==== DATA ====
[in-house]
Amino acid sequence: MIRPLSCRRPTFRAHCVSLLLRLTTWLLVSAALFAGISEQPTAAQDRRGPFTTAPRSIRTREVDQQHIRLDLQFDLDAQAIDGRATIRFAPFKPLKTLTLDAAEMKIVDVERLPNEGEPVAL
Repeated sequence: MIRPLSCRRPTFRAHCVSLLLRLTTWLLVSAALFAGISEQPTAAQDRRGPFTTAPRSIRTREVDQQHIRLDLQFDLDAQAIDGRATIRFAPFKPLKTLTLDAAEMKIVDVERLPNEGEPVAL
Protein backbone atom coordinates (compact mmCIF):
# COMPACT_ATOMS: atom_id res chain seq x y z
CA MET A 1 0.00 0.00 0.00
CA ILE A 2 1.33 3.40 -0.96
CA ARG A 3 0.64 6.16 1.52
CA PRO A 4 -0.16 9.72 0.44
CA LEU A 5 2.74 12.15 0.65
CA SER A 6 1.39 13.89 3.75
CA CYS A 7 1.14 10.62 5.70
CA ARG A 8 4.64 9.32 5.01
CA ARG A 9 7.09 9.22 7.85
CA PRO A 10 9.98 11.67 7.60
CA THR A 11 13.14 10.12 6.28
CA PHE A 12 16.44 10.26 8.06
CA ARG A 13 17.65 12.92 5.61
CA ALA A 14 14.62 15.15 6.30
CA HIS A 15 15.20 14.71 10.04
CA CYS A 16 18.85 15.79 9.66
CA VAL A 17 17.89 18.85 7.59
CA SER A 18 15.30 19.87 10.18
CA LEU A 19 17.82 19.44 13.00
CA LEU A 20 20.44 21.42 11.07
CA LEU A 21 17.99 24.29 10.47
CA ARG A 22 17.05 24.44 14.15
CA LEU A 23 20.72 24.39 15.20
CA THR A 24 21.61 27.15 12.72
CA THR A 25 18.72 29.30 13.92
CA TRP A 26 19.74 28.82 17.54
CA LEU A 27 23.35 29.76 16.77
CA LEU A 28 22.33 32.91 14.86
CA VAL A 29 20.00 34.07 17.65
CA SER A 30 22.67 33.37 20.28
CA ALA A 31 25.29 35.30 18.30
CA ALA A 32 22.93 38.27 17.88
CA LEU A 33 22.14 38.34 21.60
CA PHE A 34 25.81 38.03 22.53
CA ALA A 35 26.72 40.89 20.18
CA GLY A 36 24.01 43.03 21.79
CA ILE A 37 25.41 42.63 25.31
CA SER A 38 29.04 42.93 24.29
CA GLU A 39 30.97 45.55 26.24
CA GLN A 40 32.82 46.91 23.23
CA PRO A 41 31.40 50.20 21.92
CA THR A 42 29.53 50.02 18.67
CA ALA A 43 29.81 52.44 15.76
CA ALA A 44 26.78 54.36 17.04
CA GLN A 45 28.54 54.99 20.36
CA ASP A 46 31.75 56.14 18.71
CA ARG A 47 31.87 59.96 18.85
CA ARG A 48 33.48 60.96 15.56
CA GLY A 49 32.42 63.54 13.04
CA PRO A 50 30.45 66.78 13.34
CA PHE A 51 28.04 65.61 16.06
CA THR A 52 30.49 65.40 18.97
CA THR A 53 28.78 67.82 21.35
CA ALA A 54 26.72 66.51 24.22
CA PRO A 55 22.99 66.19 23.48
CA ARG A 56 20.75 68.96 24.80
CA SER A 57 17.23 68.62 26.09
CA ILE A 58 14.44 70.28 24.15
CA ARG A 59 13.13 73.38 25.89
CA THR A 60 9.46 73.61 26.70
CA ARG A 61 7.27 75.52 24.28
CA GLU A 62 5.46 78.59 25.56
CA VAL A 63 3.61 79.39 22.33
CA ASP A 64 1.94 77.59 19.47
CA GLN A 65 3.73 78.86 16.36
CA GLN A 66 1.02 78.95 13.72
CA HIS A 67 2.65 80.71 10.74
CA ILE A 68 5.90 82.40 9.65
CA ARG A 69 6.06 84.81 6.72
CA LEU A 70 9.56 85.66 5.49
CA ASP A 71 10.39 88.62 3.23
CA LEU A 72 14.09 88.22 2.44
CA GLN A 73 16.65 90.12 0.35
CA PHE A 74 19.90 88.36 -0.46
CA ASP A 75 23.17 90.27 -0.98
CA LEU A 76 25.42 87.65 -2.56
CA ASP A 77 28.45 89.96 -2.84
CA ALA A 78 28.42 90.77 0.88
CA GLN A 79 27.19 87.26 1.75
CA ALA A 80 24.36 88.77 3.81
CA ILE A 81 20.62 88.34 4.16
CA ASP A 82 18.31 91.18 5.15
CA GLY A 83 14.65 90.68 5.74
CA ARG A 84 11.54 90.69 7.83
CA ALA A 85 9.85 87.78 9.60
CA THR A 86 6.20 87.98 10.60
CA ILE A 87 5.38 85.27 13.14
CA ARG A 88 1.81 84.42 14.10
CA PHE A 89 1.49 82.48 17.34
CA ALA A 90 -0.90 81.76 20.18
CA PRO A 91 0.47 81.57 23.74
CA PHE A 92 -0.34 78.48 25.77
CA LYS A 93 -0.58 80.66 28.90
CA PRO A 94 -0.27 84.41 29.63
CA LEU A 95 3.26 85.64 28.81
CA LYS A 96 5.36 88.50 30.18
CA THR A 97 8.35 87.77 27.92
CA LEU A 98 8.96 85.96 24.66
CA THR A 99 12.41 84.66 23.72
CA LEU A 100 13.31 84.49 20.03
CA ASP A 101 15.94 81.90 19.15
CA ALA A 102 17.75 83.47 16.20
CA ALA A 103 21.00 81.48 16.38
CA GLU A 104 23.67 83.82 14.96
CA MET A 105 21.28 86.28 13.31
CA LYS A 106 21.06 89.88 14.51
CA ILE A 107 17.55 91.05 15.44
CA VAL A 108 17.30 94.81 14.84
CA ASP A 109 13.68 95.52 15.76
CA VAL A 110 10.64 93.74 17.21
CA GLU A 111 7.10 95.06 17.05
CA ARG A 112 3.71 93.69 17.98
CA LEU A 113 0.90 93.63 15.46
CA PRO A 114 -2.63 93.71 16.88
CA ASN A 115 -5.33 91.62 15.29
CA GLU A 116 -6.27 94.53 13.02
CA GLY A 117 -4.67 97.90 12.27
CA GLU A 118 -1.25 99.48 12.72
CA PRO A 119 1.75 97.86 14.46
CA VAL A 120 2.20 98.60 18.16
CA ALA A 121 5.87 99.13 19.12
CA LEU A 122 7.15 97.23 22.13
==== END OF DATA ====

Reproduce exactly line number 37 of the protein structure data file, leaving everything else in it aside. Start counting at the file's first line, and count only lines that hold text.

CA ALA A 32 22.93 38.27 17.88